5 Fig. 2. Page-Rank Computation using Parallel Merge Join loss of generality, we describe our graph analysis technique applied to the page-rank computation. Each mapper M i reads the same unchanged partition M i and combines it with the global page-rank table using a mergejoin between M i and the entire global table. Each mapper M i generates new page-rank values only for those nodes that are destinations of the edges in G i. Note that no other mapper has edges that have the same destination as those in G i due to the way the graph G is partitioned. Thus, each mapper M i is responsible for generating its own subset of the new pagerank values P i, which does not overlap with anyone else s. This is done by aggregating the incoming contributions from the current page-ranks stored in the global table. As we can see in Algorithm 4, each mapper uses a dictionary D to store its own partition P i of the new page-rank values. The average size of the dictionary D is V /m, where V is the number of graph nodes and m is the number of mappers. Our assumption is that D can fit in the mapper s memory. To analyze the graph, a merge-join is performed between G i and the global table during each iteration and the new page-rank values are aggregated in D, which contains P i. After G i is processed,d is flushed to DFS and becomes one of the new partitions of the global table. This algorithm is implemented in MapReduce as follows. An initial MapReduce job, which is a pre-processing step, is first called to partition the graph based on the destination vertex of each edge by using a user-defined Partitioner method (which uses uniform hashing on the destination vertex). At the same time, each partition G i is sorted by the source node of the edges by using user-defined Key Comparator and Grouping Comparator methods. Once all the partitions are formed, they are saved on the distributed file system. In addition, each reducer node of this MapReduce job generates one partition P i of the global table that contains the initial page-rank values and saves them in a sequence DFS file. All these files generated by the reducer nodes are saved in the same DFS directory, thus forming the initial global table. The mapper that evaluates each iteration step is shown in Algorithm 4. It evaluates a merge-join between the graph partition G i (the mapper input) and the global page-rank table, since G i is read sorted by the source of the edges and the page-rank table is read sorted by the node. During this join, the mapper aggregates the incoming page-rank contributions for those vertices that are destinations of G i edges. When the source vertex f rom of the input vertex has the same ID as the current vertex n read from the page-rank table, it adds a page-rank contribution from the source vertex f rom to the destination vertex to of the edge. These contributions are aggregated together and saved in the dictionary D. After the entire G i is processed, this dictionary will contain the updated page-ranks of the vertices belonging to that partition. These values are sorted and flushed out to the disk in a sequence file format to form a single partition P i of the new global page-rank table, which is used by next iteration. The mapper does not write anything to the disk other than the new pagerank values. It should be noted that, to decrease the disk write overhead, we set the data replication parameter of the DFS sequence file that contains the global page-rank table to one, so that there is always a single replica of global page-rank table in DFS. Algorithm 4 The Mapper for Map-Based Parallel Merge-Join for Computing Page-Rank 1: function INITIALIZE(()) 2: P.OpenPageRankFile() 3: Dictionary D empty 4: (n, rank) P.Read() 5: end function 6: function MAP(Vertex f rom, Vertex to) 7: if from.id = n then 8: D[to] + = rank/f rom.numof OutLinks 9: end if 10: if from.id n then 11: repeat 12: (n, rank) P.Read() 13: until from.id n 14: end if 15: end function 16: function CLOSE 17: P.WritePageRankFile(D) 18: end function VII. EXPERIMENTATION To evaluate the different approaches to implement the pagerank algorithm, we generate a synthetic graph. These graphs are generated by R-MAT algorithm [18] using the parameters a=0.57, b=0.19 and d=0.5. We used the MRQL system [19] to generate the synthetic large graph of size 7GB, 14GB and 28 GB. They contain 500 million, 1 billion and 2 billion edges respectively and all of them have 15 million vertices. The file generated is represented as a flat list of edges stored in the text format. 28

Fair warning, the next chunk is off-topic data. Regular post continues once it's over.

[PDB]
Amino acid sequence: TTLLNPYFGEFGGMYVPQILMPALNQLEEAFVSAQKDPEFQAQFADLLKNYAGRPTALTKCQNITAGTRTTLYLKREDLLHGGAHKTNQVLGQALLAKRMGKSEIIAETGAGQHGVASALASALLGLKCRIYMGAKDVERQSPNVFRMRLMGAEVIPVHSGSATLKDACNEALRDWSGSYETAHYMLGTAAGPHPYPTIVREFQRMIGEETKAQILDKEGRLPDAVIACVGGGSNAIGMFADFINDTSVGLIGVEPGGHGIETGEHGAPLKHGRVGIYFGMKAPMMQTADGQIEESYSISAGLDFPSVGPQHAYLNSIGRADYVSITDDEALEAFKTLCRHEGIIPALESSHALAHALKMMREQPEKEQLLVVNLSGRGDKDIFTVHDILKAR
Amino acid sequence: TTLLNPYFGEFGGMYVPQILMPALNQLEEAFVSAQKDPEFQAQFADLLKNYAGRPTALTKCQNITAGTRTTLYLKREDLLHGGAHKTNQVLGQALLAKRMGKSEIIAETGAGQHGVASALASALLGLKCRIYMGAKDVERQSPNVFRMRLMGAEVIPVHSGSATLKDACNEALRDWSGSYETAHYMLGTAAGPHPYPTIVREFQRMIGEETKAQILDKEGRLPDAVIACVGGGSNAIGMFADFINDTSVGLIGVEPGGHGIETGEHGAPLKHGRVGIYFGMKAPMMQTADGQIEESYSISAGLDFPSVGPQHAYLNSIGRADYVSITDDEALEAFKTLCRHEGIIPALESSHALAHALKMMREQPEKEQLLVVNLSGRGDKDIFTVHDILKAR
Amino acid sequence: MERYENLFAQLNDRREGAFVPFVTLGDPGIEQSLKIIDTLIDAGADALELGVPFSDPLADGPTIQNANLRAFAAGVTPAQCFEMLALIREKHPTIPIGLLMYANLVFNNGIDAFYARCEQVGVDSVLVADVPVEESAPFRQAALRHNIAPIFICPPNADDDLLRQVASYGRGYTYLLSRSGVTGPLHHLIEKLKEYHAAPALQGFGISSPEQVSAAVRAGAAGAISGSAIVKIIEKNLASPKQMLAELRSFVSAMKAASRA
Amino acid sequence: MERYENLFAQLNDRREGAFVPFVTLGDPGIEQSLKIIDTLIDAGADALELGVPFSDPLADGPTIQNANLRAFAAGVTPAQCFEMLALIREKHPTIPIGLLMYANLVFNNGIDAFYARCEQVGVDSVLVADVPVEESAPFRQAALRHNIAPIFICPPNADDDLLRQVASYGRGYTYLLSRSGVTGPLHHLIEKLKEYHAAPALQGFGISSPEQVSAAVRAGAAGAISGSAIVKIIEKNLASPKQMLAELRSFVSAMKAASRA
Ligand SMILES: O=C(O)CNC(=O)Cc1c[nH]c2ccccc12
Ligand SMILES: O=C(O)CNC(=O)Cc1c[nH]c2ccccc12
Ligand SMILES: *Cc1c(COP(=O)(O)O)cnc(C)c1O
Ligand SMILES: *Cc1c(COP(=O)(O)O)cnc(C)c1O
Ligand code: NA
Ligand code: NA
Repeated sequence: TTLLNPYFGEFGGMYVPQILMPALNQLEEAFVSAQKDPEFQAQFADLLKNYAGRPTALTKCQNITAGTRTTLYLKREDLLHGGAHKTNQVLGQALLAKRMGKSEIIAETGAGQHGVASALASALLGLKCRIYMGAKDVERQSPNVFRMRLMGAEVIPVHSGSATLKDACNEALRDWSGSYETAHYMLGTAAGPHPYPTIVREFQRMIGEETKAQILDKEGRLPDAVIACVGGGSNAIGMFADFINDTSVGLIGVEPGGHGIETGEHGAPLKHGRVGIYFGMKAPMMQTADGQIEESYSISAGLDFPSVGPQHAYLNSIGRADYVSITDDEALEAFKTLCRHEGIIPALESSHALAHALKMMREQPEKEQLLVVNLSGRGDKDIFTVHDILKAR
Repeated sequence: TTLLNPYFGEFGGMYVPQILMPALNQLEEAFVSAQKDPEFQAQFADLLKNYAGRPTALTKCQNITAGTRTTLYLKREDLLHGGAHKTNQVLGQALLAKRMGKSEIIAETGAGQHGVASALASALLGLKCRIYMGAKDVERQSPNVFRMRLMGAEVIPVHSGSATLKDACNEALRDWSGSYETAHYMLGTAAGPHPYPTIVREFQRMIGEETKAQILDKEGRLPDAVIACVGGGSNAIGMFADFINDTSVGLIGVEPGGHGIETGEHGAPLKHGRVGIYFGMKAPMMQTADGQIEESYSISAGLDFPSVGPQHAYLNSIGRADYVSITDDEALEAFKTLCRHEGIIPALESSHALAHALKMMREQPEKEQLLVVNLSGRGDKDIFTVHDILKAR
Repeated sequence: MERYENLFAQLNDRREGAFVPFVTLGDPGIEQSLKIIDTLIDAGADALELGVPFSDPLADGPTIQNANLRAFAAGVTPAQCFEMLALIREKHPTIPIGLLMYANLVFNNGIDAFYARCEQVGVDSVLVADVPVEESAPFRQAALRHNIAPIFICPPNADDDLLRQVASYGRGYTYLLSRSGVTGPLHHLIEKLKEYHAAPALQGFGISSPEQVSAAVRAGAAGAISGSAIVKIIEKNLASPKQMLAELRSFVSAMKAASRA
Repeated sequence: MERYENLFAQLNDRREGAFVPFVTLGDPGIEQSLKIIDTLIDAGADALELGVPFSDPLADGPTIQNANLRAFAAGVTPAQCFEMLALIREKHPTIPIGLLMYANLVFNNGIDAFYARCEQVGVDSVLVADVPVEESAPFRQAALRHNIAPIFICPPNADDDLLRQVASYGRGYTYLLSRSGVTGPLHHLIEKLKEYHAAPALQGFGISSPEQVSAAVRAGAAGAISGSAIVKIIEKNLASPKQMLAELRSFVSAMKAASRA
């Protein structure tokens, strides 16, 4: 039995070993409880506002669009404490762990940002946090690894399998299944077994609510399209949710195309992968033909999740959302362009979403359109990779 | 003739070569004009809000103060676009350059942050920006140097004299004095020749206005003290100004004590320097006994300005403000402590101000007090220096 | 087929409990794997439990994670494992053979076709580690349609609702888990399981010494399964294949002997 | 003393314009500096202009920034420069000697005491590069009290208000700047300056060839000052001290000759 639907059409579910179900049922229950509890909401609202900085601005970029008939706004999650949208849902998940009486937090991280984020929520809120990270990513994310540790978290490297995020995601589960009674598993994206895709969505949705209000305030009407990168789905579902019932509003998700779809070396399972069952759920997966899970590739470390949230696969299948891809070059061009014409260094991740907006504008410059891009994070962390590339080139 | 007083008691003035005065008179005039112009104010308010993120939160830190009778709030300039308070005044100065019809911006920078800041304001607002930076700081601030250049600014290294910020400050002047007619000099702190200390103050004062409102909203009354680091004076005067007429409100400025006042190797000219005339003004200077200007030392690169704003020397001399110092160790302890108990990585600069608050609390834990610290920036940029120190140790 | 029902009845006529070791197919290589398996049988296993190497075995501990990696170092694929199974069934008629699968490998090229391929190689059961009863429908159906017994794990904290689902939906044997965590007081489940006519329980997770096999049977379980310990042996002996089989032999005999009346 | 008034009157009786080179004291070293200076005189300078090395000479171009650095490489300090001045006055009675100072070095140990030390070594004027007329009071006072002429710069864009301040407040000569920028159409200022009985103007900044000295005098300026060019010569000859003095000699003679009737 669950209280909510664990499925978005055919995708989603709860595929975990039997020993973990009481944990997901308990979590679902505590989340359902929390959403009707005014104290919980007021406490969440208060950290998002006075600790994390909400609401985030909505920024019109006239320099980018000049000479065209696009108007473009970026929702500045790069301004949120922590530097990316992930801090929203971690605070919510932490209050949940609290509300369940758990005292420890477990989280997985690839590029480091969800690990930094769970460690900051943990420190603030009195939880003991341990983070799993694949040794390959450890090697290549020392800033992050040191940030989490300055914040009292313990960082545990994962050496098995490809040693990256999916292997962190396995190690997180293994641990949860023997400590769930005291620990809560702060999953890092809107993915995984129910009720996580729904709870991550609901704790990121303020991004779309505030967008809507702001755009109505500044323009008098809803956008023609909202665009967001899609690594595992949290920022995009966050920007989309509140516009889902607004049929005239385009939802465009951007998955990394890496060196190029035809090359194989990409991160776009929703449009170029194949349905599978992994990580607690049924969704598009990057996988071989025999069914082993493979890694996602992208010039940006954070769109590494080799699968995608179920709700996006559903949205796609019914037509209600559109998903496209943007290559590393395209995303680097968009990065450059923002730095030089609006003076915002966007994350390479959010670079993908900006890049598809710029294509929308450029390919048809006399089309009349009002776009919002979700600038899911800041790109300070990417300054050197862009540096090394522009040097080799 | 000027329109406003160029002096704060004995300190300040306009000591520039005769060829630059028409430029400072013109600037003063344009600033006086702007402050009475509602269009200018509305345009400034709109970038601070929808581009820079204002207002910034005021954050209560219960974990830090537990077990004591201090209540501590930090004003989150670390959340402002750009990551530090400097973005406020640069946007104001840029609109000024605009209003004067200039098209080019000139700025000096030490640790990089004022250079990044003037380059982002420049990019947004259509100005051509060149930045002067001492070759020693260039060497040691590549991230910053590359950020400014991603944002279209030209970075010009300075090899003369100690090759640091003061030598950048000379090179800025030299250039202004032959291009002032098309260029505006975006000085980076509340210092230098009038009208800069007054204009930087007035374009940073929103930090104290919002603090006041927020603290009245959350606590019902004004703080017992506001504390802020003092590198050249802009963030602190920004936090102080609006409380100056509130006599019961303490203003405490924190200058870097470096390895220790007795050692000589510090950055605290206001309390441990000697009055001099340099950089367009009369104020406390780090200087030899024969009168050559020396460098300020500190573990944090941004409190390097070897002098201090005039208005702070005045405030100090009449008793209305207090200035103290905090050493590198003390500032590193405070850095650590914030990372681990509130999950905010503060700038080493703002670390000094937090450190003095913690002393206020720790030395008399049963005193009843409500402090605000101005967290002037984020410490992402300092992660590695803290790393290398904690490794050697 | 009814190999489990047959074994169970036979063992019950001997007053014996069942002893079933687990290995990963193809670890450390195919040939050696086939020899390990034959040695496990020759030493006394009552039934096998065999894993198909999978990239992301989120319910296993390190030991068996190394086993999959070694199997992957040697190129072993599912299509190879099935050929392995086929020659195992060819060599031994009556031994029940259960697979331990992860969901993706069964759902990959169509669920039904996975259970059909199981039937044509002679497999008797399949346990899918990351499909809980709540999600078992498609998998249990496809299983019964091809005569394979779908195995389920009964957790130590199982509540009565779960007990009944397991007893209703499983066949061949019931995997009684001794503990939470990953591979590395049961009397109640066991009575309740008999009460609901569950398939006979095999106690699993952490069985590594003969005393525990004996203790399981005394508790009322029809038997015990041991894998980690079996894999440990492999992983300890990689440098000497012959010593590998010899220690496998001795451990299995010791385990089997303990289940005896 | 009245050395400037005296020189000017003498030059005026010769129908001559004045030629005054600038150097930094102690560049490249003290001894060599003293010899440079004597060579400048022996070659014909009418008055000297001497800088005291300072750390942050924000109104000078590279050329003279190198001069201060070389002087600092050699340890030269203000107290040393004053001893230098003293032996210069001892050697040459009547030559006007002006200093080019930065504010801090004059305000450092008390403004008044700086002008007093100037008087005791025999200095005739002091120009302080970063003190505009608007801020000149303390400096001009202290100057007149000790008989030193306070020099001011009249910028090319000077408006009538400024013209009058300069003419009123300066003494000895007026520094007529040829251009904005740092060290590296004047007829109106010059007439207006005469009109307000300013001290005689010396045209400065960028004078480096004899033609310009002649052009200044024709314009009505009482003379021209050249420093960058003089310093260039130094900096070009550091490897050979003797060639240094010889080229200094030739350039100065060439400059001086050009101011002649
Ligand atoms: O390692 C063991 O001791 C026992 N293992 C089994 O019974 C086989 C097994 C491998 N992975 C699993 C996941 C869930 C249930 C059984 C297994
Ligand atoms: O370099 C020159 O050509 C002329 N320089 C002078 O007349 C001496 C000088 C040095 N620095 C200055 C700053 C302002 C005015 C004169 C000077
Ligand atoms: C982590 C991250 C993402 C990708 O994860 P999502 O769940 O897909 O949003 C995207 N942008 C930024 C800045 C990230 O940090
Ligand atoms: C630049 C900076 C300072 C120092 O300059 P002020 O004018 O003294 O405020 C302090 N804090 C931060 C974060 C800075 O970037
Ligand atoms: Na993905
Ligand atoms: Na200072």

6 Fig. 3. Evaluation of Various Design Patterns on a Synthetic Graph The experimentations are performed on a cluster consisting of 1 frontend server and 17 worker nodes, connected through a Gigabit Ethernet switch. The cluster is managed by Rocks Cluster 6.3 running CentOS-5 Linux. For our experiments, we used Hadoop 1.0.4, distributed by Apache. The cluster frontend was used exclusively as a NameNode/JobTracker, while the rest 17 worker nodes were used as DataNodes/TaskTrackers. The frontend server and each of the worker nodes contain 3.2 Ghz Intel Xeon quad-core CPUs, 4 GB memory. As each worker machine has 4 cores, there are total of 68 cores available for map/reduce tasks. We evaluated the efficiency of the map-reduce optimizations by computing 5 iterations of the page-rank algorithm. We compared the time taken to perform the page-rank iterations using the basic, schimmy and our map-based implementations. We used the range-partitioning method to partition the graph for each of the methods. The computation time for 5 iterations of the page-rank algorithm for different graphs is given in Figure 3. Before starting the page-rank iterations, the synthetic graph is preprocessed to compute metadata information of the vertices, such as number of outgoing edges from the vertices, and to initialize the initial page-rank for each of the vertices. For the basic and schimmy implementations, there is only one preprocessing step, but for our map-based implementation there are two preprocessing steps: one to compute the metadata information and the other to initialize the first global table with initial page-rank values for every vertex of the graph. Our Map-Based approach improves the performance of graph-analysis over the basic approach as well as the Schimmy approach. As our appraoch separates the immutable graph topology from the graph analysis results, there is no shuffling and sorting phase and hence our approach improves the performance of the graph analysis. There has been an improvement of around 10% over the schimmy based approach. It should be noted that our approach is applicable to a general class of graph algorithms, as discussed in section IV. It should also be noted that the page-rank is computed for each vertex of the graph and hence, it is an exhaustive graph analysis. Graph analysis other than page-rank may be less exhaustive and hence can benefit more from our approach. VIII. CONCLUSION Graph analysis in a distributed frameworks, such as Map- Reduce, is a challenge. There has been approaches for the analysis of graph algorithms, but most of these approaches has a high communication cost because of the shuffling and sorting phases of the map-reduce. Our approach detaches the immutable graph topology from the analysis and as a result we get an improved performance as there is less communication cost. IX. ACKNOWLEDGEMENTS This work is supported in part by the National Science Foundation under the grant